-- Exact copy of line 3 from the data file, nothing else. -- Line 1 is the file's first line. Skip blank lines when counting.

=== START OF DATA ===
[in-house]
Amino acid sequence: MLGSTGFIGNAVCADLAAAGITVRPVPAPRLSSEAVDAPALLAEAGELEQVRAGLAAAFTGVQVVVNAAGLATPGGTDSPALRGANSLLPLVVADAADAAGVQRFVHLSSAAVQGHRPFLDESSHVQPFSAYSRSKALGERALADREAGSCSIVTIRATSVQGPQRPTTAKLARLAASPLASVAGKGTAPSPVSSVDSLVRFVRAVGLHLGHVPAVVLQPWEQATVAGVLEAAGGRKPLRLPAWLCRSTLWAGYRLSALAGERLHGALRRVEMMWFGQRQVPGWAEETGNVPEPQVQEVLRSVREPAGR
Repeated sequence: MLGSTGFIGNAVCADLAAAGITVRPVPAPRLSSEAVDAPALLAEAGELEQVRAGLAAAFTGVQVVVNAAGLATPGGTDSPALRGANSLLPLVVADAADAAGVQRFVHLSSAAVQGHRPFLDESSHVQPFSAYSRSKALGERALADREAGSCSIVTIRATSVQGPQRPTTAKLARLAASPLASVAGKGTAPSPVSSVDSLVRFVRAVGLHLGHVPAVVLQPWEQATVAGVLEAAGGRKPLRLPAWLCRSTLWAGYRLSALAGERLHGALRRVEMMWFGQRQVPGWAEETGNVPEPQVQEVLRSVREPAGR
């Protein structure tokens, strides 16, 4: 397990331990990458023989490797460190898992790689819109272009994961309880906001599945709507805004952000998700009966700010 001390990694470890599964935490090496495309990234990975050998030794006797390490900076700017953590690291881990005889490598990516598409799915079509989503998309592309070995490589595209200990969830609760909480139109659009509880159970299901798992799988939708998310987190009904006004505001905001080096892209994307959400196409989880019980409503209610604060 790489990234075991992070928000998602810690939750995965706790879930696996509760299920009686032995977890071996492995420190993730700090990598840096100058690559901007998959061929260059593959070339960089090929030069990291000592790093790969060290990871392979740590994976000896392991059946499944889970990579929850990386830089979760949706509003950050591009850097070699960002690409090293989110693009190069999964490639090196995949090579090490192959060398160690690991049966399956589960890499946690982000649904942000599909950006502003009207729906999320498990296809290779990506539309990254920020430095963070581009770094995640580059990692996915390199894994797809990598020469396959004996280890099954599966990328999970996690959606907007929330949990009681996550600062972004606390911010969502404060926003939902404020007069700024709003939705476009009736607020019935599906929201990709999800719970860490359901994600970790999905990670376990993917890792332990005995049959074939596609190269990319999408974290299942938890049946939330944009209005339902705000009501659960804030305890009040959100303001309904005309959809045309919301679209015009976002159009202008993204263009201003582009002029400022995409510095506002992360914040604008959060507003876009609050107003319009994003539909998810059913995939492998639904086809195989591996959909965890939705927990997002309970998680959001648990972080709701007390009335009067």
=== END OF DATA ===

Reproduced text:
Repeated sequence: MLGSTGFIGNAVCADLAAAGITVRPVPAPRLSSEAVDAPALLAEAGELEQVRAGLAAAFTGVQVVVNAAGLATPGGTDSPALRGANSLLPLVVADAADAAGVQRFVHLSSAAVQGHRPFLDESSHVQPFSAYSRSKALGERALADREAGSCSIVTIRATSVQGPQRPTTAKLARLAASPLASVAGKGTAPSPVSSVDSLVRFVRAVGLHLGHVPAVVLQPWEQATVAGVLEAAGGRKPLRLPAWLCRSTLWAGYRLSALAGERLHGALRRVEMMWFGQRQVPGWAEETGNVPEPQVQEVLRSVREPAGR